On Jan. 19, the day before President Donald Trump was sworn into office at the U.S. Capitol, there was different kind of inaugural ball. More than 1,000 people attended the Anti-Inaugural Ball in New York City, according to Kevin Jennings, co-chair of the event and former assistant secretary of education between 2009 and 2011 during President Barack Obama's first term. The ball was open to anyone, but it was meant to be a space for those who are looking to prepare for a Trump presidency. After all, considering that Trump insulted immigrants, women, and a host of other people during his campaign, there are many Americans who were less than joyous about his swearing-in — and the Anti-Inaugural Ball was a place for them.
The event took place in a real ballroom at the Wyndham New Yorker Hotel, with an open bar and tables of hors d'oeuvres sprinkled across the room. Attendees got to enjoy standup comedy by actress Judy Gold, television producer Dominick Pupa, and actress Caroline Rhea, perhaps best known for her role in Sabrina, The Teenage Witch. Although the name of the Anti-Inaugural Ball suggests an elegant dress code, the unofficial dress code was essentially wear what you can afford and what you want. There were men and women in dapper suits, glittery ballgowns, and pro-feminism attire. People wore hats, and heels, braids and bow-ties.
Beyond the dancing and mingling, however, was an atmosphere of restlessness from people who are passionate about supporting inclusion and equality for all, and who are looking for ways to fight for the rights of all Americans.
At the Anti-Inaugural Ball on Jan. 19, I asked six people how they picked their outfits for the night and what their attire says about the causes that matter the most to them:
1Jessica Robinson, 34
"I think I knew that it was a ball so I wanted to look great. I can honestly I didn't choose the color red for any particular reason. I chose this dress because I thought it was something that was professional and representative of a strong woman. I honestly don't wear it that much, but I wanted to wear it tonight just as a sign of strength, because that's what I feel about this dress."
2Shubhada Saxena, 51
"I picked my outfit today because of the weather here for sure in New York. But more importantly, it does represent a little bit of Asia. I'm an Asian-American, and a lot of times, South Asians are not counted as Asian over here. I wanted to make sure my ethnic heritage is shown and that I respect it and I want that to be reflected in the place where I live now."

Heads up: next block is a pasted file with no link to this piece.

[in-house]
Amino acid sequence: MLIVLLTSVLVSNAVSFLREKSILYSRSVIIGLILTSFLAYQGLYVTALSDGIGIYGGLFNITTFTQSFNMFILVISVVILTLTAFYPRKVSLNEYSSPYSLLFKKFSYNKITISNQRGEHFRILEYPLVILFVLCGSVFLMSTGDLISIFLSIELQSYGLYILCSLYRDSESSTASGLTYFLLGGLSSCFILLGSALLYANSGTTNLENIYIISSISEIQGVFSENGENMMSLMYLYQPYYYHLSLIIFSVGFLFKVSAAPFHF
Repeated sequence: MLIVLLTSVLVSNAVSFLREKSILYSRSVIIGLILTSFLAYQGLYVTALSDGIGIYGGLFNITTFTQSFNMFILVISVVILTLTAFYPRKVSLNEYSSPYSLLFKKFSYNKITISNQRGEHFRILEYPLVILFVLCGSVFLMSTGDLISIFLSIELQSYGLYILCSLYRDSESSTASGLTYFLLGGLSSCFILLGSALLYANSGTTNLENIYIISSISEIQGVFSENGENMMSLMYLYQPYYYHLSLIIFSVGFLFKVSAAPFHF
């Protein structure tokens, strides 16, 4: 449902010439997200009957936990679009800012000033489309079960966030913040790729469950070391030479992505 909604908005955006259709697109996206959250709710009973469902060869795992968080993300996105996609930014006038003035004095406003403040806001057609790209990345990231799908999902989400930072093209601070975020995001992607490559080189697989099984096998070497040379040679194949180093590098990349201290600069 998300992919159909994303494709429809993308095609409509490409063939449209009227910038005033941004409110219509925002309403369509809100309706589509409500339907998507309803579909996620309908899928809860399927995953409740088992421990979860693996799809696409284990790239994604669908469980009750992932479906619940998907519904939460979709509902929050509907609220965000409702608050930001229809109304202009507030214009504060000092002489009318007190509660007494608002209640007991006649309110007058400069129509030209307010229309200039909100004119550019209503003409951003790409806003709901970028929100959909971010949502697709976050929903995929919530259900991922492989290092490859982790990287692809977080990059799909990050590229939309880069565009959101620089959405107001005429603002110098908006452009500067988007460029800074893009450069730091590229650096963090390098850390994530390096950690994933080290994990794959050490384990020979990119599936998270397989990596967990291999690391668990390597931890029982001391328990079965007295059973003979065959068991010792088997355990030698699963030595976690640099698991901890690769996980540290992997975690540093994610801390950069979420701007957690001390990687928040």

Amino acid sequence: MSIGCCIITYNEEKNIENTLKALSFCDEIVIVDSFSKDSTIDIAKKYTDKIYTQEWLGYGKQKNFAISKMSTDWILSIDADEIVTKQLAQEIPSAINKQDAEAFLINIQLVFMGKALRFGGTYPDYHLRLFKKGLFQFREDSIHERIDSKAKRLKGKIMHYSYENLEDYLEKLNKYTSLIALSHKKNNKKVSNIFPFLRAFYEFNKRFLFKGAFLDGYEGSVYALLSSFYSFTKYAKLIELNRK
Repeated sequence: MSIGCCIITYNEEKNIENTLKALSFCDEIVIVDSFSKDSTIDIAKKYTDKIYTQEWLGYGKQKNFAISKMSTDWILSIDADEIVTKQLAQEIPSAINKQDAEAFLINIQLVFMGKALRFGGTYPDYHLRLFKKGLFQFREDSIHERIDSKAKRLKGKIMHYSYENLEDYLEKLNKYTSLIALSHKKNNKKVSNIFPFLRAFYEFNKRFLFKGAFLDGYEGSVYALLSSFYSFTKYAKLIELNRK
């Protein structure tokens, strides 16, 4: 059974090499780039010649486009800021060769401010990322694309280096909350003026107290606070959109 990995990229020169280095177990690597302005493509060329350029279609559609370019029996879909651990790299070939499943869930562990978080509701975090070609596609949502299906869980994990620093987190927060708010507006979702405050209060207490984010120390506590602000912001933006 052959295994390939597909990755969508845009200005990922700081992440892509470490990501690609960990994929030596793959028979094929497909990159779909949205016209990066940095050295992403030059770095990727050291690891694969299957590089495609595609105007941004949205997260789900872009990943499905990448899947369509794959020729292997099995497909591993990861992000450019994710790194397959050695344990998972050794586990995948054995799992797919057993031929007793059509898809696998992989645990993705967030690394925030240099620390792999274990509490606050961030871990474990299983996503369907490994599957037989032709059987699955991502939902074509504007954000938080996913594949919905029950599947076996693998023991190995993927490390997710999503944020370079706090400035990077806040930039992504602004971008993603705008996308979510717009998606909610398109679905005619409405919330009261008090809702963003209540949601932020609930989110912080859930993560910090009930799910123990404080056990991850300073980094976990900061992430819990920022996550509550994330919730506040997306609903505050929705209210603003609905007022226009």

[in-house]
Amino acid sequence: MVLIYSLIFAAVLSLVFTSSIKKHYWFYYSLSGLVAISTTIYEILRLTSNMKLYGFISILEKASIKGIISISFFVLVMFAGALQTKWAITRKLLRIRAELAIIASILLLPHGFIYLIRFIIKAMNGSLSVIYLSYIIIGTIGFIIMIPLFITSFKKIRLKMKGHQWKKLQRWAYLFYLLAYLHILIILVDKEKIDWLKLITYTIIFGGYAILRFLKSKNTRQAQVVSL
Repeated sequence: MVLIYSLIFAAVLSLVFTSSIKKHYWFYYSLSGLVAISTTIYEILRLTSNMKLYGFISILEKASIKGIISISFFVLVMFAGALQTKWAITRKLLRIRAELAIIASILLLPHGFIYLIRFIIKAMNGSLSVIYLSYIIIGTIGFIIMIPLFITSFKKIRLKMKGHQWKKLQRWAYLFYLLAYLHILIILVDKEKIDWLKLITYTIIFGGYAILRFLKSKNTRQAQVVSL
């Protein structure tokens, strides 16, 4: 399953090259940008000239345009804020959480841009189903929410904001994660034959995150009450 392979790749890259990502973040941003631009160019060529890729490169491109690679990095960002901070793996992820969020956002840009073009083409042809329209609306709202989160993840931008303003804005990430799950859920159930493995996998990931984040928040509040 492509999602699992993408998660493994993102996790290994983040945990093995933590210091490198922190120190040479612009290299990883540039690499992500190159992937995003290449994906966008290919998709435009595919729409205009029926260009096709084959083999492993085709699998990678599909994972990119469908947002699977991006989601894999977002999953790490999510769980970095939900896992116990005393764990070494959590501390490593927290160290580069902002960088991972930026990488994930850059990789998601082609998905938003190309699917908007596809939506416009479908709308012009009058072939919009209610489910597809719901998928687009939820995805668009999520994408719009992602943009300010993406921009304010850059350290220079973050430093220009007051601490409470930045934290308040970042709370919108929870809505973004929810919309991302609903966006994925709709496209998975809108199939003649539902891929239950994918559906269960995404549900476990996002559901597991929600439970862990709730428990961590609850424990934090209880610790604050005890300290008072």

3Eugene Resnick, 28
"I'm wearing a purple shirt and a purple tie, and I'm thinking that this is all about coming together. Red and blue makes purple. I lived in the U.K. for the past five years. I was an intern at the White House, and I moved to London for five years, lived there. The vitriol, the hate...it's almost like we live in two different countries on the same continent. I think no matter who is president — and now we have Donald Trump — we have to come together. I think the trends that we're seeing — people watching what they want to watch, people hearing what they want to hear, the fake news problem, the information wars on both sides of the aisle — it feels like we're not listening to each other. It feels like we're literally living in two different countries, and it's not sustainable. I think this color scheme represents that we need to come together. We're not always going to agree, but we do have common values. So, I think there is hope."
4Chloe Chik, 22
"The dress is white, and that is the color of women's suffrage. They wore white dresses to march. A lot of people say that evolved into the white pantsuit. I don't own a white pantsuit. I'm wearing a white dress because I think it's symbolic in that way, and I chose this one with this particular cut because it reminded me of JFK and the 1960s, a really progressive era on Democratic politics."
5Maura Minsky, 52
"I'm raising two young girls, so I'm really looking at issues around gender, sexual assault, and reproductive justice. They're nine and 11, and I never thought that Roe v. Wade was going to be an issue for them. When I left the house today, because we're going to the [Women's] March in D.C. tomorrow, my 9-year-old said, 'How does an activist dress?' And I'm like, 'Exactly like that!' My t-shirt says, 'The future is female.' I bought this t-shirt after the election because I wanted to demonstrate to my girls that this is their life, this is their future. They own it and they can walk into it with their head up."
6Maya Gittelman, 24
"I am queer. I like the bow-ties. They're kind of a little nod in that direction. I'm not rejecting femininity. It's that I'm rejecting your understanding of what a woman necessarily has to look like. When I present myself in a public or professional way, I'm always just trying to give a nod (to that). At the same time, I need to present as a professional, I need to not necessarily be 'out there' because I want to be taken seriously. This is how I feel, this is how I like to present but it's still a little bit tame.
This means that I am ready to work and accommodate and adapt in a professional sense, in a public sense. I want to be here however I can in a professional manner for what needs to happen moving forward. At the same time, I'm here, I'm queer, and I'm not sorry."